He said that the agreement now had to go to various national parliaments, including the Greek parliament.

Mr Tsipras will now have to rush swathes of legislation through parliament this week to convince his 18 partners to release bridging funds to avert a state bankruptcy and just to begin negotiations on a three-year loan.

If the summit had failed, Greece would have be staring into an economic abyss with its shuttered banks on the brink of collapse and the prospect of having to print a parallel currency and in time exit the European monetary union.

Sweeping measures

Six sweeping measures including spending cuts, tax hikes and pension reforms must be enacted by Wednesday night and the entire package endorsed by parliament before talks can start, the leaders decided.

In almost the only concession after imposing a tough set of terms on Mr Tsipras, Germany dropped a proposal to make Greece take a “time-out” from the euro zone that many said resembled a forced ejection if it failed to meet the conditions.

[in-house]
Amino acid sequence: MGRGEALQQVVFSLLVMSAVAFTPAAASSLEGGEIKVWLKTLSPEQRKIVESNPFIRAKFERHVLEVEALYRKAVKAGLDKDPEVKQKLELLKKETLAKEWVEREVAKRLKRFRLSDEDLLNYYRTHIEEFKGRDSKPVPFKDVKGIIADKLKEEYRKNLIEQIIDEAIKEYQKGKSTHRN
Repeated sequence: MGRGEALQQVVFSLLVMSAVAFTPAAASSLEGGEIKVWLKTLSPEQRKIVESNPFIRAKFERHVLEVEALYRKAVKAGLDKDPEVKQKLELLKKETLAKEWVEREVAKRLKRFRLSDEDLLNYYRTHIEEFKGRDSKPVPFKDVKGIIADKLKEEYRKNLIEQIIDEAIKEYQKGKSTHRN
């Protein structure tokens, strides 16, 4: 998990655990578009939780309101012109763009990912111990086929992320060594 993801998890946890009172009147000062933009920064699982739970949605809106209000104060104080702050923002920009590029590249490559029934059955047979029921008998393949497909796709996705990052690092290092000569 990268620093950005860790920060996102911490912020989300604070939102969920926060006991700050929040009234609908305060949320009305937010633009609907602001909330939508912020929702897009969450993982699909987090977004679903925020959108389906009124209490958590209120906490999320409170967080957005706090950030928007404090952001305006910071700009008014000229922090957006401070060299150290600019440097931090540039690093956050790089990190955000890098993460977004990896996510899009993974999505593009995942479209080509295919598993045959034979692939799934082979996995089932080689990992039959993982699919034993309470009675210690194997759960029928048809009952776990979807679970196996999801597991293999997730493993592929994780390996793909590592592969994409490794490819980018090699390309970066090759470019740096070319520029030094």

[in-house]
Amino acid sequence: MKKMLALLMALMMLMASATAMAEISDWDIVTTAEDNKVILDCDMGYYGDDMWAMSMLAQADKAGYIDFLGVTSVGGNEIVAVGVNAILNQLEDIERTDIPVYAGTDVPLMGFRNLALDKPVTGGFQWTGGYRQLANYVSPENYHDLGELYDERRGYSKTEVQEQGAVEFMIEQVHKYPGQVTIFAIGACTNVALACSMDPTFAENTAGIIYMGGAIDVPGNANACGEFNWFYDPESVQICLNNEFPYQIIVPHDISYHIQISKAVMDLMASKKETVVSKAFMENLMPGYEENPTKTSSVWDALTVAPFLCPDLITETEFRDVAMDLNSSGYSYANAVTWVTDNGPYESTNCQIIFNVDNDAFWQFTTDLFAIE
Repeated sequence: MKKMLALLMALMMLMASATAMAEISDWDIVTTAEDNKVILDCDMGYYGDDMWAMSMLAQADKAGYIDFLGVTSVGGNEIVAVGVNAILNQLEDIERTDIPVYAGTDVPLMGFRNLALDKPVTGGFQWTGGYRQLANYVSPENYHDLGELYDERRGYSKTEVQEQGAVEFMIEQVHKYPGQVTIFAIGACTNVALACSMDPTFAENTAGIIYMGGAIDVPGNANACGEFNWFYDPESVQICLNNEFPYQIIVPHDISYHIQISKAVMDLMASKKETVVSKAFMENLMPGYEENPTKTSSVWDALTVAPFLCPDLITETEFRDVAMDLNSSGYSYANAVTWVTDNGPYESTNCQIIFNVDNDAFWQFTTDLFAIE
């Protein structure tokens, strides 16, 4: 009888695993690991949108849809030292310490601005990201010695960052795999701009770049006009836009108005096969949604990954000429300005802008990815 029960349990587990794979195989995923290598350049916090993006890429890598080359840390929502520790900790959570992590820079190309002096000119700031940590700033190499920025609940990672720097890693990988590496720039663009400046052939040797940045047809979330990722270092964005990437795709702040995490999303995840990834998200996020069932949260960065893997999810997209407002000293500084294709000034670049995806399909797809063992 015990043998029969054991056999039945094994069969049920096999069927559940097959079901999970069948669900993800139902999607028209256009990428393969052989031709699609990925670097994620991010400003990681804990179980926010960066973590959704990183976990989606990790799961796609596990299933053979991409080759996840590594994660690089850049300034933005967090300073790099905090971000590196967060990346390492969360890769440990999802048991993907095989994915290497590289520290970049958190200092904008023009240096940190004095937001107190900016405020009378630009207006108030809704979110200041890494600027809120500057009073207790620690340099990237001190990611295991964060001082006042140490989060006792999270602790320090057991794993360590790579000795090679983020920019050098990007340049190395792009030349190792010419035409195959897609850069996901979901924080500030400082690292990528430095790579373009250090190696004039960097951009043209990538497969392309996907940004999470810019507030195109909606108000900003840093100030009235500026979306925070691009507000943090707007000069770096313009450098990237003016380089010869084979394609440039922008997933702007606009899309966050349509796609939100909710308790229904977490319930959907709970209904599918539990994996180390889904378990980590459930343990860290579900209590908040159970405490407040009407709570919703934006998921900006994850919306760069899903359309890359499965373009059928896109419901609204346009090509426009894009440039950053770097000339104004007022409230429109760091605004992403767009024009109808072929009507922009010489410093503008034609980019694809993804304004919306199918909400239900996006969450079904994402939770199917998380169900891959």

The draft document for talks on a third bailout had made IMF participation a precondition.

Another sticking point had been a proposal to transfer €50 billion worth of assets to an external, independent fund to allow for future privatisations. It is understood Mr Tsipras suggested a maximum of €17 billion in assets could be identified. It is unclear how this issue has been resolved.

Other proposed measures included: a streamlined VAT-collection system and broader tax base; cuts to improve the pension system’s sustainability; a civil code overhaul to speed up trials and cut costs of legal action.

To prevent a repeat of previous stand-offs, a new programme would oblige Athens to submit draft legislation to its creditors before parliament.

In a final, provisional, line an earlier draft document said failure to reach agreement would see Greece offered “swift negotiations on a time-out from the euro area”.

However, it is understood other countries, including Ireland, were against this line being included in any final agreed document.

-with Agencies